Shocking figures show one in ten 12-13 year olds are worried they are addicted to porn
The NSPCC’s ChildLine service has launched a campaign to raise awareness and provide advice to young people about the harmful implications of an over exposure to porn. The move follows the discovery that nearly one in ten 12-13 year olds are worried they are addicted to porn.
A poll of nearly 700 12-13 year-olds in the UK also reveals that that one in five of those surveyed said they’d seen pornographic images that had shocked or upset them and 12 per cent admitted to making or having been part of a sexually explicit video.
The figures form part of a UK-wide survey of 2,000 children and young people aged 11-17 which was conducted by One Poll in February 2015.
The ChildLine FAPZ campaign (the Fight Against Porn Zombies) will use a series of animations looking at the implications of over exposure to porn on both boys and girls. The animations then link to a range of information and advice, to help young people understand the implications associated with replicating pornographic content in real life situations and to protect them from putting themselves in potentially risky situations. The campaign is designed for young people, by young people, who have been at the heart of the creative development throughout.
Peter Liver, Director of ChildLine said: “Children of all ages today have easy access to a wide range of pornography and if we as a society shy away from talking about this issue, then we are failing the thousands of young people it is affecting.
“We know from the young people who contact ChildLine, that viewing porn is a part of every-day life, and our poll shows that one in five 12-13 year-olds think that watching porn is normal behaviour. However, even more worryingly, they also tell ChildLine that watching porn is making them feel depressed, giving them body image issues, making them feel pressured to engage in sexual acts they’re not ready for and some even feel they are addicted to porn”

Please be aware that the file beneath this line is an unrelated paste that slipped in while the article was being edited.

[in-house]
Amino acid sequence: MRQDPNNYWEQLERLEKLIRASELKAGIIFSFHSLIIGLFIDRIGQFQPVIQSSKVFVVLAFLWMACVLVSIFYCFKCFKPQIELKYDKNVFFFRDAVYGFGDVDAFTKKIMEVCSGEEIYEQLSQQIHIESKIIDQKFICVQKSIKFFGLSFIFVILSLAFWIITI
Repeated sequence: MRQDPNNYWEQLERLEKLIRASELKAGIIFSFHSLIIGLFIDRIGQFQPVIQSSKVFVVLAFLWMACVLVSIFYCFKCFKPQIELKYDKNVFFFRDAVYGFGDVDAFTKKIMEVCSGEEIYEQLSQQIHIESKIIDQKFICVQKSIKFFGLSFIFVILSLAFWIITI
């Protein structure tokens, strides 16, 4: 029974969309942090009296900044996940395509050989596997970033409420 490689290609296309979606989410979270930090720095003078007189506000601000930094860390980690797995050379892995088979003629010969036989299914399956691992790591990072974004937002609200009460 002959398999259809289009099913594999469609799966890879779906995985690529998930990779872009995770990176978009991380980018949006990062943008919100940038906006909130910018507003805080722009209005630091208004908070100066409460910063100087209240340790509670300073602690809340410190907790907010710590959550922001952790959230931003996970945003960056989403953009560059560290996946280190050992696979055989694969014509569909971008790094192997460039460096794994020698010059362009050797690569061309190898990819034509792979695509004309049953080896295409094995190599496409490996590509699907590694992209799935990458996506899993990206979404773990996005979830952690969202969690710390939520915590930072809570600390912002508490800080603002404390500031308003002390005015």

“Recently, the government announced plans for children aged 11 upwards to be taught about rape and sexual consent as part of PSHE in schools. This would include discussion around what they have learnt from watching pornography.”
“Our campaign clearly compliments this proposal. Across society, we need to remove the embarrassment and shame that exists around talking about porn – which is why we are launching this activity and helping young people to make more informed choices.”
Dame Esther Rantzen, the Founder of ChildLine said: “It is shocking that children as young as 11 are contacting ChildLine with concerns about porn. Young people are turning to the internet to learn about sex and relationships. We know they are frequently stumbling across porn, often unintentionally, and they are telling us very clearly that this is having a damaging and upsetting effect on them. Girls in particular have said they feel like they have to look and behave like porn stars to be liked by boys.
“We absolutely have to talk to young people about sex, love, respect and consent as soon as we feel they are ready, to ensure that they gain a proper perspective between real life relationships and the fantasy world of porn.
“At ChildLine, we always strive to understand the emerging issues children are facing which is why we have launched this new campaign. We consulted with young people throughout the creative development, enabling us to identify language that will engage them and create real impact.
“I would encourage any young person who has a question or concern to visit our new campaign at www.childline.org.uk/fapz or to contact ChildLine on 0800 1111 or online www.childline.org.uk – our counsellors are here 24/7 to offer free, confidential support and advice.”
One young girl aged between 12-15 years-old who contacted ChildLine, said “I’ve been feeling really insecure about my body since seeing a porn film because I know I'll never be as attractive as the women in them. It upsets me because I think I’m going to end up alone - no one will ever fancy the way I look if I’m compared to them. I wish I’d never watched the film because all it’s done is make me feel rubbish and I didn't even enjoy it.”
If you are concerned about a child then please encourage them to visit ChildLine’s F.A.P.Z. campaign at www.childline.org.uk/fapz or talk to ChildLine anonymously on 0800 1111 or online www.childline.org.uk. If you’re an adult worried about a child in relation to issues around porn you can visit the NSPCC website for advice and support.